PPDL Picture of the Week

October 1, 2018

Horseweed

Joe Ikley, Weed Science Program Specialist, Department of Botany and Plant Pathology, Purdue University

Harvest time is often one of the best times of the year to evaluate how herbicide programs worked for season-long weed control. Weed escapes are easy to spot from the height of a combine cab, and many of us have created new four-letter words if we plug up our combines with still-green weeds. What is often more difficult to determine, is what weeds are newly emerged and utilizing sunlight that is reaching the soil surface as our crops dry down. We have already found emerged horseweed (marestail) rosettes growing in between crop rows prior to harvest (picture 1). As long as there is bare soil, and adequate moisture, we can often find horseweed germinating from late August throughout November across much of Indiana. Once our crops are out of the field, these emerged plants will capture as much sunlight and nutrients as they can until the ground freezes in order to successfully overwinter and become next year’s headache.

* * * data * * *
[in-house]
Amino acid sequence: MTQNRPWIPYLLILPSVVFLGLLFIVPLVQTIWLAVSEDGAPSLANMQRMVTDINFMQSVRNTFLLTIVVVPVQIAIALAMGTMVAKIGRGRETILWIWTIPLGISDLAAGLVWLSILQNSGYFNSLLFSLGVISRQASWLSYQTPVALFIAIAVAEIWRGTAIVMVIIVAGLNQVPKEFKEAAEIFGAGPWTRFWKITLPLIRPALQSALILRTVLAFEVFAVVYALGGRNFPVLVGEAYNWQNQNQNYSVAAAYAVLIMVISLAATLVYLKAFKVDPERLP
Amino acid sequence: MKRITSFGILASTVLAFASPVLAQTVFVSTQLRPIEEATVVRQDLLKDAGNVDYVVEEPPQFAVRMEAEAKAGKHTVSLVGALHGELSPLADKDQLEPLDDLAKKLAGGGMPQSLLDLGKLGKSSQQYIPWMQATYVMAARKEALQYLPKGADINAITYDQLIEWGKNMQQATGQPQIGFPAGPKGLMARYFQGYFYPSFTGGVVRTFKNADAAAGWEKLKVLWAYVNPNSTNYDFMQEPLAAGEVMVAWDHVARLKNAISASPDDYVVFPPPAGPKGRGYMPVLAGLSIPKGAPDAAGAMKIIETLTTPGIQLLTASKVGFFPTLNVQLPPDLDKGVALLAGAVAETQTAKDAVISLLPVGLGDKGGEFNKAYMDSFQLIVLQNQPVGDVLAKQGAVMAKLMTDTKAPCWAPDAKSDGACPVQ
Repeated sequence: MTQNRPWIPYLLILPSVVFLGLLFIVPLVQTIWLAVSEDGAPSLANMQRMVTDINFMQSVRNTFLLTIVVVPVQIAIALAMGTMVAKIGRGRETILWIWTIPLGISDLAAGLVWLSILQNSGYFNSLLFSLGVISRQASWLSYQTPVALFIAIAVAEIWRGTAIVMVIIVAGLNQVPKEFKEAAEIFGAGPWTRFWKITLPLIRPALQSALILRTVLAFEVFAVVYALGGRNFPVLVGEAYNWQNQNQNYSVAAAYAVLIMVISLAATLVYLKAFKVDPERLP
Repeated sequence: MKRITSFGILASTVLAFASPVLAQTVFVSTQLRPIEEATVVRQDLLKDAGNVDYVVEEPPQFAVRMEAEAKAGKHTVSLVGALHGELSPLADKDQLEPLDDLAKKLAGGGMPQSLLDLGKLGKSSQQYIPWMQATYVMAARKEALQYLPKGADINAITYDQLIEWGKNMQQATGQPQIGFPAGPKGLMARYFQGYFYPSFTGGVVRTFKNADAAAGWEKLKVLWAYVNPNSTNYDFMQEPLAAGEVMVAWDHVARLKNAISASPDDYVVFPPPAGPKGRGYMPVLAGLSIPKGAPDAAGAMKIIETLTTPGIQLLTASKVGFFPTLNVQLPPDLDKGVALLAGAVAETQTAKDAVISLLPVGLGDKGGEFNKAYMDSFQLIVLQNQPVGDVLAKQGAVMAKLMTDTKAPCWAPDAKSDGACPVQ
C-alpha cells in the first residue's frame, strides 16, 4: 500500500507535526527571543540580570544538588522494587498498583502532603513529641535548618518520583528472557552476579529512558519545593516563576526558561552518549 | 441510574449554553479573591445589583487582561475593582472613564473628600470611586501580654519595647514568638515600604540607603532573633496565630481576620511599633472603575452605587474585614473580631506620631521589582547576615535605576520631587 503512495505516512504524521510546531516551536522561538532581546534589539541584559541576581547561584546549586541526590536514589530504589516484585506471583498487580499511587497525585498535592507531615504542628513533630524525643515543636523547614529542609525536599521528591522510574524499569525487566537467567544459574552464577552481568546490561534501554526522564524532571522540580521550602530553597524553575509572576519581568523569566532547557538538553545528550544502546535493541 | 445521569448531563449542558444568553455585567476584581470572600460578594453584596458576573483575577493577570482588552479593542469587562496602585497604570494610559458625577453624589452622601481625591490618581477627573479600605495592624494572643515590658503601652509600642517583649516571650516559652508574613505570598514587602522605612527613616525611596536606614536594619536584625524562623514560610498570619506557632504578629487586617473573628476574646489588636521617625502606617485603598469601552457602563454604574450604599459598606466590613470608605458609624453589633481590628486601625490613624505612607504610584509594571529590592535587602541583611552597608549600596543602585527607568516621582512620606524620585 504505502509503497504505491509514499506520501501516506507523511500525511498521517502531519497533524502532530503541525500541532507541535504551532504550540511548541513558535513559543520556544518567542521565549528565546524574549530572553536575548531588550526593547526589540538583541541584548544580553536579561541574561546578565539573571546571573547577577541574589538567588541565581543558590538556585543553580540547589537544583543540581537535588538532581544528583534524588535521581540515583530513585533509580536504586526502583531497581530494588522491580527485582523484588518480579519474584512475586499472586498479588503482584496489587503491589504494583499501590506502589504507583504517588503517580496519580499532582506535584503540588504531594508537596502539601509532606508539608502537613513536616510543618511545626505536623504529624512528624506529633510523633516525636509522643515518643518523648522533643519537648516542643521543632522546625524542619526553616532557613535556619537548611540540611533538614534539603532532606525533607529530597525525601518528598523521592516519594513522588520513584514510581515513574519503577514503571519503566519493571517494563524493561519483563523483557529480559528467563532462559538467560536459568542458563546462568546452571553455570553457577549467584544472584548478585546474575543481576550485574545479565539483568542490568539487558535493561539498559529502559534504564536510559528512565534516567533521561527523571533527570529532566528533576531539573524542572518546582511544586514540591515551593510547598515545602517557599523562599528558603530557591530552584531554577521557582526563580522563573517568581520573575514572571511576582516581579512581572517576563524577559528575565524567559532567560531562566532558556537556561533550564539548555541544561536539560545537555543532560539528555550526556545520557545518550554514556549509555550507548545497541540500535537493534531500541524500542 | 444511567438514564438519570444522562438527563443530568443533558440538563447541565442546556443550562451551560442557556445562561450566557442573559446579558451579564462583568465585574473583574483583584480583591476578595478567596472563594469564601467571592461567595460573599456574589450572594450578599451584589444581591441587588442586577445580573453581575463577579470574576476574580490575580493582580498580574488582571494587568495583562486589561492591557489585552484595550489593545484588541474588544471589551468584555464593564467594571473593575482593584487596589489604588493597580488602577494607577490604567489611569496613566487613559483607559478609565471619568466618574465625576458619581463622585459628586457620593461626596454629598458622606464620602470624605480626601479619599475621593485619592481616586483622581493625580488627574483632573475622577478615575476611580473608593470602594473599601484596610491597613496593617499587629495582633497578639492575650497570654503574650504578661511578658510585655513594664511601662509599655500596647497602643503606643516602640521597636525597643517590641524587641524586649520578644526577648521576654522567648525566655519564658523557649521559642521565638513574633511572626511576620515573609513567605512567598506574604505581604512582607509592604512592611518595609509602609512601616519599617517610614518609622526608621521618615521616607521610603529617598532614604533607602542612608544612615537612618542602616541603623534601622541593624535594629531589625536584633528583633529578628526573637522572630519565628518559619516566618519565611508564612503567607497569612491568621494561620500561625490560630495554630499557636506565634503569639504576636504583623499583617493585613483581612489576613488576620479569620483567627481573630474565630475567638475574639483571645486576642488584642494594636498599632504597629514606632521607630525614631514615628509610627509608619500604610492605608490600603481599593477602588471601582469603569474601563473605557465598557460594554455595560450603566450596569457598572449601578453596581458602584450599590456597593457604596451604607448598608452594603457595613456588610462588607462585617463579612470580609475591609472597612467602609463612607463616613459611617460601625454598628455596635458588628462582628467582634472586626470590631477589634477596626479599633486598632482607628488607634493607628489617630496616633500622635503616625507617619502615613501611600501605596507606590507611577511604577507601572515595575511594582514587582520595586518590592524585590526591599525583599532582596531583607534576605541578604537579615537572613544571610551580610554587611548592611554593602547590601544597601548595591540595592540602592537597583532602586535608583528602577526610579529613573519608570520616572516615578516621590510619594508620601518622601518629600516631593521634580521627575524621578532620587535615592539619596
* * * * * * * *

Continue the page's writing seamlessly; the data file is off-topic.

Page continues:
An early harvest this year means we will have more time to apply fall burndown herbicides for horseweed and other problematic winter annual weeds. If these applications are applied soon after harvest, this will be a year where residual herbicides can be of benefit to help keep fields weed-free until the ground freezes. Applications that are made closer to ground-freeze often do not receive as much benefit from the addition of residual herbicides, as there is less time available for new weeds to germinate this calendar year. Many effective options can be found in Table 1 of a newsletter article we published in Pest and Crop newsletter in 2017 about effective fall applied burndown herbicides (https://extension.entm.purdue.edu/pestcrop/2017/Issue21/). In general, most options that will effectively control fall-emerged horseweed will also control other winter annual weeds we find in our fields.



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Picture 1. Horseweed rosette growing in between corn rows in September (photo courtesy of Bryan Young)